Sen. John ThuneJohn ThuneWeek ahead: Robocall crackdown tops FCC meeting agenda Here's how Congress can get people to live healthy lifestyles Ryan huddles with GOP factions on healthcare bill MORE (R-S.D.) early Wednesday defended the decision to bar Sen. Elizabeth WarrenElizabeth WarrenSanders to oppose Gorsuch's nomination With no emerging leaders, no clear message, Democrats flounder Senate nixes Obama-era workplace safety rule MORE (D-Mass.) from speaking on the floor late Tuesday after she was accused of having impugned another senator.
"It was a clear violation of the rules ... rules say it, 'directly or indirectly impugning the character or conduct of another colleague,' and she clearly had done that. She crossed that line," Thune said on MSNBC's "Morning Joe."
"The whole message behind this was that the Senate's a place where collegiality is supposed to rule. There are rules. We're supposed to abide by those rules. If those rules are not adhered to, people need to be called out."
The Senate voted Tuesday to prevent Warren from speaking on the floor after Majority Leader Mitch McConnellMitch McConnellMcConnell’s gambit to save the Supreme Court paid off Overnight Healthcare: High drama for ObamaCare vote | Freedom Caucus chair 'optimistic' about deal | Trump woos right High drama for ObamaCare vote MORE (R-Ky.) said her blistering comments about fellow Sen. Jeff SessionsJeff SessionsIsraeli police arrest suspect in connection to JCC bomb threats FBI has info suggesting coordination between Trump aides, Russia: report Poll: By 2 to 1 margin, registered voters reject Comey MORE (R-Ala.), President Trump's pick for attorney general, broke the chamber's rules.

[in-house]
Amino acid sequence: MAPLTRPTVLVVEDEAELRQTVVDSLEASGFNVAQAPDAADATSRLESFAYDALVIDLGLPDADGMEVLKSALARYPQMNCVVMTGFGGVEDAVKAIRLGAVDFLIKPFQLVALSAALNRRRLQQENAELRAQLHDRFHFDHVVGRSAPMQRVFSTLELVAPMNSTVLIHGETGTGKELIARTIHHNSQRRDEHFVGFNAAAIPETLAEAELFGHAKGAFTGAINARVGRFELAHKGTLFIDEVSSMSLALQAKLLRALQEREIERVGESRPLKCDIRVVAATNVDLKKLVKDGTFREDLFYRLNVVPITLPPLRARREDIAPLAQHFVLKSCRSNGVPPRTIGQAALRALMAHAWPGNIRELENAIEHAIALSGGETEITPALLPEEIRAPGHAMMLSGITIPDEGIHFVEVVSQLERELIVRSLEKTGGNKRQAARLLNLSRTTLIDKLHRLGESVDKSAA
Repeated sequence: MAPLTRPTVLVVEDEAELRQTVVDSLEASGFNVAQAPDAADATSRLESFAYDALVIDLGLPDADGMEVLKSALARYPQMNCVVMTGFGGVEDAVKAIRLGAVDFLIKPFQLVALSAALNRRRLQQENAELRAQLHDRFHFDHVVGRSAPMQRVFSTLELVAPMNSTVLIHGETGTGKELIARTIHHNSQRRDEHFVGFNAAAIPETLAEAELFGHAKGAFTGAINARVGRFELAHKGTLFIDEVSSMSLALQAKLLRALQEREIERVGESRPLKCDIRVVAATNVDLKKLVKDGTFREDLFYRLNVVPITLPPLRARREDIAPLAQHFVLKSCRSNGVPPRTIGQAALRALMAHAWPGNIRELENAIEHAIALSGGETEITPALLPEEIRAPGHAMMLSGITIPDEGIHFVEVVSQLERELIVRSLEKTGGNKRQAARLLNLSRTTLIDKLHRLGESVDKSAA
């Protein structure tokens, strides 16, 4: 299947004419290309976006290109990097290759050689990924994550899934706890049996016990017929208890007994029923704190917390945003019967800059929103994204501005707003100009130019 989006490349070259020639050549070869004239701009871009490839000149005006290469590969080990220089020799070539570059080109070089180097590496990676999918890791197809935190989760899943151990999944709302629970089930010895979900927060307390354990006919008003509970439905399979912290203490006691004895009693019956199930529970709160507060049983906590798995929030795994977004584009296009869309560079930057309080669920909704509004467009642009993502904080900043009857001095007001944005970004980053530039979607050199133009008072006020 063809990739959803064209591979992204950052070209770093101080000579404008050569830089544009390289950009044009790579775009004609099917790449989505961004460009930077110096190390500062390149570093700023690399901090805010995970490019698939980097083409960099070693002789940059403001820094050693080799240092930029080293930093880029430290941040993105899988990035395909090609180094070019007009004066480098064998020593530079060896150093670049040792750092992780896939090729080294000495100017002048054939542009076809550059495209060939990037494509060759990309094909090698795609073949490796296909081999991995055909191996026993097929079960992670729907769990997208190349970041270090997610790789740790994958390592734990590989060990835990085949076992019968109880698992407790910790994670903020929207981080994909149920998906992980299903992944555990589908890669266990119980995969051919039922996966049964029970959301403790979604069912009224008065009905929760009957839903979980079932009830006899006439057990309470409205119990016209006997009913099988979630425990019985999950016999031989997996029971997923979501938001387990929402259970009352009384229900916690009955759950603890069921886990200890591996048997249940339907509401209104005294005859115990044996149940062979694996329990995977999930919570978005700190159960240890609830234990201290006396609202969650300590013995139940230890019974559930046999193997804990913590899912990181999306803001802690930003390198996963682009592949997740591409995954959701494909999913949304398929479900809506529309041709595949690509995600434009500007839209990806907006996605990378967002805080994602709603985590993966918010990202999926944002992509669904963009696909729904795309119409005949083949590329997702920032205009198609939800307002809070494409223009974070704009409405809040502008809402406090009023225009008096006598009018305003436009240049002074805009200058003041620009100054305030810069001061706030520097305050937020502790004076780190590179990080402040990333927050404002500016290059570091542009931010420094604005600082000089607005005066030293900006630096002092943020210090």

The move bars Warren from speaking on the floor until the Senate wraps up its debate on Sessions's nomination.
Under the Senate's Rule 19, senators are not allowed to "directly or indirectly, by any form of words impute to another Senator or to other Senators any conduct or motive unworthy or unbecoming a Senator."
On Tuesday night, Warren gave a speech against Sessions's nomination, arguing he wouldn't stand up to Trump's "campaign of bigotry." In her speech, she quoted a letter from the late Coretta Scott King, the civil rights activist and wife of Martin Luther King Jr.
Thune said Wednesday that Warren was "impugning the character of a colleague."
"In this case, Jeff Sessions, who most of who have served with him understand and know he's a man of absolute integrity," Thune said.
He added that the Massachusetts senator was in clear violation of the rules.
"The Senate is a collegial place, but most of us like to think of it as we're all part of a team," he said.
"And when one of your team members gets attacked, you typically defend them, and that's simply what happened last night."
He also called it "unfortunate" that more Democrats didn't step up and "acknowledge that that was crossing a line."